Deferral provided the ideal means of Bantustanising occupied Palestinian land, without acknowledging it. But all good things must come to an end. Final status talks, delayed and delayed, had to come nevertheless. In Camp David last year, they did.

And there is where it all came to head, for the process had another salient feature, which by last summer should have borne ample fruit. Settlements and land-grabs of all sorts, which witnessed their golden days precisely while the process was on-going, were supposed to have defined both the basic territorial limits of Palestinian statehood and the extensive reach of Israeli security requirements; the PLO bureaucracy, transplanted from Beirut via Tunis, was supposed to have adapted to its subservient status, evolved appreciable vested interests in the status quo, and grown accustomed to acting as Israel’s gendarme; most important of all, however, the Palestinians in particular, and the Arabs in general, were supposed to have been taught enough lessons in “realism” — to use my favourite Netanyahu quote — to accept apartheid in Palestine, and Israeli supremacy in the region.

It did not work. The Palestinians, simply, were not ready, and a domino effect ensued that has surpassed the wildest imaginings of the most pessimistic of peace processors and the most optimistic of rejectionists.

But if the peace process apocalypse was a chimera, does not the “existential” apocalypse of today appear much more real? There is a lot of ideology in it still, and no indication yet that any of the major protagonists has shifted strategy drastically. The Israelis still want an apartheid solution to the Palestinian question. The difference between Barak and Sharon is that the latter would like to extend, ad infinitum, the “interim” cover-up Oslo provided for years. As for the Palestinian leadership and its Arab allies, they continue to bank on a revival of peace talks (hopefully, with the Americans and Europeans leaning more heavily on the Israelis) leading to a somewhat more respectable final settlement than that offered at Camp David. The mood on the Arab streets is unprecedented, but one would be hard pressed to find portents of revolution, Islamic or otherwise. No Arab state would start a war with Israel, and while not totally improbable, it is as yet difficult to imagine even a Sharon-led Israel starting one. It is equally difficult to conceive of Israel getting away with the reoccupation of the Palestinian territories and/or launching of an ethnic-cleansing operation on a 1947-’48 scale.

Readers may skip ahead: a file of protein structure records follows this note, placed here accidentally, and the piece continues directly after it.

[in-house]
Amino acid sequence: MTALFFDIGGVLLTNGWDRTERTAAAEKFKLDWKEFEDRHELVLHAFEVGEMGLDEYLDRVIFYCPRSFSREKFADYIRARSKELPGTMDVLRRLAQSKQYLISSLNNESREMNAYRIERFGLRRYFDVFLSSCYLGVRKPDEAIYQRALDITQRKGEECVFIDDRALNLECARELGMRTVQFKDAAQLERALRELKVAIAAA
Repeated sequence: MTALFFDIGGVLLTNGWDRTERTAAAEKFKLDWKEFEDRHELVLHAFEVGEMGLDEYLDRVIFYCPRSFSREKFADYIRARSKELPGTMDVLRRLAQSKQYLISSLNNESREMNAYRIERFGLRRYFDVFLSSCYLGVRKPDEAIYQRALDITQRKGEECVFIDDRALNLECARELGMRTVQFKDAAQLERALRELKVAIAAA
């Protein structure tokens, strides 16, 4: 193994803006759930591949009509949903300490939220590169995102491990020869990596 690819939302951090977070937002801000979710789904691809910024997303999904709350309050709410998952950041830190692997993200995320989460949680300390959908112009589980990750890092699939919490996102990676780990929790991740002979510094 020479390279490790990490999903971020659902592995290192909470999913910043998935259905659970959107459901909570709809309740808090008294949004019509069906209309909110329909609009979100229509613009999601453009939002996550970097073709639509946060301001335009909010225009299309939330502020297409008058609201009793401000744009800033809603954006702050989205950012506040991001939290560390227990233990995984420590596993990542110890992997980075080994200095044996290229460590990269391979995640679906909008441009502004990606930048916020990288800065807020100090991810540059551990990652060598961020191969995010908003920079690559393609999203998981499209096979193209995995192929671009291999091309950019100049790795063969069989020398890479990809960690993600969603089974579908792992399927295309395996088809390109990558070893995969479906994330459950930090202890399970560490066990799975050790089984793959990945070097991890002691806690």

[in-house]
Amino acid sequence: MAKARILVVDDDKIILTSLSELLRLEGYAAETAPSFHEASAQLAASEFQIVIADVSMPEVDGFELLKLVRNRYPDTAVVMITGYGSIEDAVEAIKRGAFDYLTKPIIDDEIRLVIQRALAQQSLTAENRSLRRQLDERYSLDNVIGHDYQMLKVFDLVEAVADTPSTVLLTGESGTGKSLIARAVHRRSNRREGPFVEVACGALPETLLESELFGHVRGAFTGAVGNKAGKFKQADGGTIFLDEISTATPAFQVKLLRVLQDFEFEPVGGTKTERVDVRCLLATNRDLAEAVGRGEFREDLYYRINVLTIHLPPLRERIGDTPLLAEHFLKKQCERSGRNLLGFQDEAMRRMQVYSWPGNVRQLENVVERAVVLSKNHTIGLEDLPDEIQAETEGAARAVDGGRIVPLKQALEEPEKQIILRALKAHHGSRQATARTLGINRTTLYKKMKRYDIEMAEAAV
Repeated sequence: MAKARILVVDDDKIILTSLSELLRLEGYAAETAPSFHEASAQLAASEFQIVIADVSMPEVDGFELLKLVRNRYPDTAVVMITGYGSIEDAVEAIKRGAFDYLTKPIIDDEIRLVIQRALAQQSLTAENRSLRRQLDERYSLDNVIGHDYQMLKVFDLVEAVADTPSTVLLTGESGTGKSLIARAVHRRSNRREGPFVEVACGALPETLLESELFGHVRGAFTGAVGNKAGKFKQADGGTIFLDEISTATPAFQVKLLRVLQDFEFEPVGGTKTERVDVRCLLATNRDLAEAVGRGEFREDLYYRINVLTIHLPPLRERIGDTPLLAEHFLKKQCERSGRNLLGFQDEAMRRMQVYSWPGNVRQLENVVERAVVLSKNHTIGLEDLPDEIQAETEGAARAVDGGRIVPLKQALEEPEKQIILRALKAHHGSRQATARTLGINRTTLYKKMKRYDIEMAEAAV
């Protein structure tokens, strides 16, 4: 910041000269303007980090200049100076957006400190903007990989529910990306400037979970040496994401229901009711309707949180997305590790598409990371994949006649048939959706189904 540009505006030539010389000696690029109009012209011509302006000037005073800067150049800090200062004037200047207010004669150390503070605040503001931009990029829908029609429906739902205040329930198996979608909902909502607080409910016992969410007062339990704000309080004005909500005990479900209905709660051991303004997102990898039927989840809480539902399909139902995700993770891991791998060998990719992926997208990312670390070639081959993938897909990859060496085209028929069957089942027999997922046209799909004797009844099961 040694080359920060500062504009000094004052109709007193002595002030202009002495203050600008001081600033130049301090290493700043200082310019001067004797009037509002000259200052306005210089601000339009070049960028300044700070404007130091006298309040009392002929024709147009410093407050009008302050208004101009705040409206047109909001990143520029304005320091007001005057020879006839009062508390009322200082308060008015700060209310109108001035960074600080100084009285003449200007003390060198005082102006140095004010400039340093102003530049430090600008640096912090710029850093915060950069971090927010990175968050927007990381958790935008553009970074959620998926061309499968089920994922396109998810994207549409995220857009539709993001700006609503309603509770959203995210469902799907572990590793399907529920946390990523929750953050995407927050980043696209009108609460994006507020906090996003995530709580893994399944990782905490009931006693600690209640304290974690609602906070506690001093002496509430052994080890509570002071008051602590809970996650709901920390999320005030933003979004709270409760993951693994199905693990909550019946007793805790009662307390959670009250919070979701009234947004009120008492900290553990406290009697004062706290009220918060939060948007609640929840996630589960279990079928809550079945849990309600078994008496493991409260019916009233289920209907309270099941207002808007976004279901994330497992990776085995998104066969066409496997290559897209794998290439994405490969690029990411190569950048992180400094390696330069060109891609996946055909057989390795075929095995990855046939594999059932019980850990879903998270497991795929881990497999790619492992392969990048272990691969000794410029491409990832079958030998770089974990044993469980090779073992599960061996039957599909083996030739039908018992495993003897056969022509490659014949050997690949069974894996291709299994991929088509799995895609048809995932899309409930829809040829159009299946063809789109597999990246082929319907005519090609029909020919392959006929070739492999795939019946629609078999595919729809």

Apocalyptic rhetoric continues to serve tactical interests, with each side hoping that its version of the coming apocalypse will intimidate the other, as well as the various international sponsors, into making or imposing concessions within the same strategic framework.

All this appears extremely tenuous, however, for with or without a cease-fire, a revival of the peace process is now next to impossible. How long can it go on before an apocalypse? Looking for signs and portents, soothsaying or standing before this or that oracle are no help at all. The most absurd prophesy can be self-fulfilling if people believe in it sufficiently. Ultimately, people make their own history, and we need to make it with a view to winning, not to dying, however much of the enemy we take with us.

Mr. Hani Shukrallah is Managing Editor of Al-Ahram Weekly.